I have mentioned before, to use the Voltage and Current meter we need to power it separately. For that, we could use a separate wall adapter inside the housing of the bench power supply but that’s a pretty dumb idea. Instead, I could easily round a couple of turns of an enamelled copper wire on the bobbin of the transformer to get the voltage we need.
So, I have wind approximately 26 turns of 0.9 mm thick enamelled copper wire and got around 8.6 V. This secondary winding is completely isolated from that secondary that powers the buck converter. To get the rectified DC, I have used a diode and 470uf capacitor.
Full Circuit Diagram
Here is the full circuit diagram you could use if you are planning to build the DIY bench power supply by yourself.
To cool down the components, I have used a 3inch 12V fan which is powered by the isolated 10V supply.
Enclosing the Power Supply
To pack everything together, I have picked this enclosure (As shown in the picture below) that would be enough for our needs.
I have installed the Fan, Fuse, and the AC socket beforehand at the backside of the enclosure.
On the front side plate, I have made a suitable hole for the digital Meter, potentiometers, binding posts, and a big one for the switch.
Obviously, before cutting the holes, I have taken all the measurements with my caliper for accuracy.
Here’s the image after assembling all the parts on the front side plate.
Ok, now it’s time for the transformer to be set up. After screwing it with the body, I have soldered the power wires according to the diagram shown in the picture below.
Next, we need to set the circuits inside. As we have connected before, everything is pretty much the same. The output of the buck converter will be connected to the binding posts through the current measuring path of the meter. The voltage sense wire will directly be connected with the output positive.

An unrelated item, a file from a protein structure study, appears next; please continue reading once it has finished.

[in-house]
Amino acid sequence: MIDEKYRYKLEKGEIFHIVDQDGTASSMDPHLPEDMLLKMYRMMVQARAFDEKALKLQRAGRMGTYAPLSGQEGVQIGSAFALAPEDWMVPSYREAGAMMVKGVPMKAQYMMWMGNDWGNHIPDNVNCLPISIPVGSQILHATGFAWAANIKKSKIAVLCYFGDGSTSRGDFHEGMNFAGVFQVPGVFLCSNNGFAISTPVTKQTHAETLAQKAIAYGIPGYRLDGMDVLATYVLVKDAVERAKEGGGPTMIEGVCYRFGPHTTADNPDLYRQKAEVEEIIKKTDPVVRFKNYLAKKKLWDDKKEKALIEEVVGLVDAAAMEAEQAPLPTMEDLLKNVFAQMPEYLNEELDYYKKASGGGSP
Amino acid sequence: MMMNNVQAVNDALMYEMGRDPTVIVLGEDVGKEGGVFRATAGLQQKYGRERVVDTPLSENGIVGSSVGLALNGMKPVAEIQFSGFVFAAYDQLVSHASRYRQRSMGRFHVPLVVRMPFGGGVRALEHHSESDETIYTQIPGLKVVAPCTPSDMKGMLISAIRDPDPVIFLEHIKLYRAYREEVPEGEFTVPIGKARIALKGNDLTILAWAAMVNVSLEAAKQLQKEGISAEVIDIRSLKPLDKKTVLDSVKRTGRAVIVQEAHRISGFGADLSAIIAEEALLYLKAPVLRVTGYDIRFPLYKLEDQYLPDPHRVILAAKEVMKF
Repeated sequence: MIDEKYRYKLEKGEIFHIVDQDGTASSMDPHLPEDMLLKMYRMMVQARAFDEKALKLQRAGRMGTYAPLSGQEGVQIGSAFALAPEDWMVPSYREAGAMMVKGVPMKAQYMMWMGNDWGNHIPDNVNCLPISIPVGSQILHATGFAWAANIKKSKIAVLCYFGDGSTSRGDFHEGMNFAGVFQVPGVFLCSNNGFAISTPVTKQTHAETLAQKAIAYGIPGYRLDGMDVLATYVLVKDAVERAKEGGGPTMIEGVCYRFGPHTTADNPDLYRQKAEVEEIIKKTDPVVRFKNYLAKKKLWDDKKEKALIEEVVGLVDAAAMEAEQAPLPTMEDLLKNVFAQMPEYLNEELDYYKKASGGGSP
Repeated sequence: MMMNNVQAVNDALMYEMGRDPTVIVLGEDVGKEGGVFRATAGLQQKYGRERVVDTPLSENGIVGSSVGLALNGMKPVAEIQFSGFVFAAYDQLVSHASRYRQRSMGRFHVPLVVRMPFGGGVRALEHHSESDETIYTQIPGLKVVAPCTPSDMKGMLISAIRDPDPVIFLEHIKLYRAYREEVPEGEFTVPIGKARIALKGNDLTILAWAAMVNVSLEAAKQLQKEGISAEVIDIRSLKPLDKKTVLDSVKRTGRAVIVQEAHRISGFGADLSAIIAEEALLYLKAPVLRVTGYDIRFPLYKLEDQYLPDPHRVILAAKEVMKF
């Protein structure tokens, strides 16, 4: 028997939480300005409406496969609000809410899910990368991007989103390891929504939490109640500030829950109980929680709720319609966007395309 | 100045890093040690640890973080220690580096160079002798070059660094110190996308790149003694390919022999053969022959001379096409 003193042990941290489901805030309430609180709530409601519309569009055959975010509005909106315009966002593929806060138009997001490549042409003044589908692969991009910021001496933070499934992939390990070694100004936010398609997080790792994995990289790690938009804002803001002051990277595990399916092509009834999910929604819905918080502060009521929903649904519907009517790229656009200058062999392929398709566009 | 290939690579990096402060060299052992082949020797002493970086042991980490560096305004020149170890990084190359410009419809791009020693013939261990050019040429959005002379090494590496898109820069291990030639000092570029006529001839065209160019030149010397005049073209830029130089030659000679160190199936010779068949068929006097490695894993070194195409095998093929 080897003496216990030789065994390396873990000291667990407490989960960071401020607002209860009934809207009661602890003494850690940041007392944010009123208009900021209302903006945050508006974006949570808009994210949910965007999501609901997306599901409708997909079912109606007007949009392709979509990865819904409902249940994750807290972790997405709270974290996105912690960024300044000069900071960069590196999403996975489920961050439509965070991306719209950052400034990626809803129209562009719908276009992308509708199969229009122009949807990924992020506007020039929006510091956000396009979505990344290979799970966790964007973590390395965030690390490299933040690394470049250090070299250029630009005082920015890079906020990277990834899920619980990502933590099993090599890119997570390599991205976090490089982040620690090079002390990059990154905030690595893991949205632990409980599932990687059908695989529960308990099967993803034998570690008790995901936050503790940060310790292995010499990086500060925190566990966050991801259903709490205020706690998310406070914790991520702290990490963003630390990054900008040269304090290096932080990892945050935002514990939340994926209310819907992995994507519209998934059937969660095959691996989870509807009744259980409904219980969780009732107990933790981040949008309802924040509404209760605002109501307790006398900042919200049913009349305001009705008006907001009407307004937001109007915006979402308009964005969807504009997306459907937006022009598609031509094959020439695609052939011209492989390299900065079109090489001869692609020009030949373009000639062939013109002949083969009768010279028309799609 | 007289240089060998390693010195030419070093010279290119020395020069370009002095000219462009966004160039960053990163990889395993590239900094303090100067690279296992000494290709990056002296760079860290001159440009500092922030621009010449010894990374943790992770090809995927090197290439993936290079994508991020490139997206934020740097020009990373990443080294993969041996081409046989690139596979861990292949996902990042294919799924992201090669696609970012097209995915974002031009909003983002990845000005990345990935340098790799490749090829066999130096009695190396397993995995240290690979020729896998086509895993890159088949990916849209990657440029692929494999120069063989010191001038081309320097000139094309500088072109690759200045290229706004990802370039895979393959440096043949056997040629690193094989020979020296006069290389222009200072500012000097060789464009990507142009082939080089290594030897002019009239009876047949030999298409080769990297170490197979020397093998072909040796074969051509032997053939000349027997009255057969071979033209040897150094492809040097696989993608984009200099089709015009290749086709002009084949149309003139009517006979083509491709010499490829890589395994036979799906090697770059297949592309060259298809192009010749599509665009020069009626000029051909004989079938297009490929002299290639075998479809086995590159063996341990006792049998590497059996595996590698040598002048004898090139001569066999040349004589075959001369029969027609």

The output of the bridge rectifier would be directly connected with the buck converter and the single diode rectifier provides power to the display and the fan.
Now let’s set the potentiometers in the place.
To provide a unique look to the housing, I have designed and printed a 3D printed label that offers the logo of my YouTube channel. It can fit on top of the box with the help of two screws.
That’s it, now all we need to do is to assemble the enclosure with screws.
Capabilities of this DIY Cheap Bench Power Supply
To connect the output with the binding posts, I have used these banana plugs. I soldered the wires inside it and soldered some crocodile clips on the other end of the wire. Now, we are finally at the end of this project.
Let’s test the capabilities of the power supply, so I have connected the AC power cord, made a load with ni-chrome wire, and cranked up all the potentiometers to the maximum. After connecting the load, it’s quite obvious that voltage isn’t maintained at 35 V, it drops to 26V at a current draw of 2.7A. If we increase the load by reducing the resistance then at 24V, we can achieve up to 3.5A. If we crank down the voltage at 24V then still it is maintaining 3.5A of current draw. Let’s take a look at how much it can deliver at 12V. Ok, it can deliver 4.1A. Alright pretty good I would say for a beginner.
In the Concluding Lines…
So, this DIY Dual Channel power supply will be added to my book of success. It costs me around 1200/- Indian rupees. Pretty cheap for a bench power supply in my opinion. Obviously, it doesn’t have any modern fancy features but it will be a hope for a beginner who is just diving into the electronics.
Hope you guys enjoyed this and learn something new. If so then don’t forget to express your thoughts in the comment section below. Thanks for visiting.